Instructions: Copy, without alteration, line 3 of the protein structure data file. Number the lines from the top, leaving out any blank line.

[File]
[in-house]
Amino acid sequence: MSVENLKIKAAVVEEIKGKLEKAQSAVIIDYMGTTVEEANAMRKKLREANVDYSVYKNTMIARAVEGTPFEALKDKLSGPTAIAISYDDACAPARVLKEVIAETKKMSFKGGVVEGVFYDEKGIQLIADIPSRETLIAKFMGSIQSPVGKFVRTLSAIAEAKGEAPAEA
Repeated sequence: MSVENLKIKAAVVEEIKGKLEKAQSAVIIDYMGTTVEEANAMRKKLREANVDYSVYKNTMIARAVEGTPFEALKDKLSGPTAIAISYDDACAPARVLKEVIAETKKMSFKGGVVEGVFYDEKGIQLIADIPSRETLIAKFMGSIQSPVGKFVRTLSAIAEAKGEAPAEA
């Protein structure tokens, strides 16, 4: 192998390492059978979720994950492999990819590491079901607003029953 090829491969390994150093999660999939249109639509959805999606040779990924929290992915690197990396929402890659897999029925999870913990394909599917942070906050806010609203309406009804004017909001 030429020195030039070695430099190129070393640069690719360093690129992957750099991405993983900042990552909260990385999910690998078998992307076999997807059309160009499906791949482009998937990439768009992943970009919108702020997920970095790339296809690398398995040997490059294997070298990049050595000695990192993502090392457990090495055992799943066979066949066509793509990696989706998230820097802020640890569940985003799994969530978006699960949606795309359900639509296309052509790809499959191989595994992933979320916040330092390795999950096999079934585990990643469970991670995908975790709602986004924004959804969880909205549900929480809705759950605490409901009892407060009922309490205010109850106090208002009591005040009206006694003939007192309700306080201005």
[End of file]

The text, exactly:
Repeated sequence: MSVENLKIKAAVVEEIKGKLEKAQSAVIIDYMGTTVEEANAMRKKLREANVDYSVYKNTMIARAVEGTPFEALKDKLSGPTAIAISYDDACAPARVLKEVIAETKKMSFKGGVVEGVFYDEKGIQLIADIPSRETLIAKFMGSIQSPVGKFVRTLSAIAEAKGEAPAEA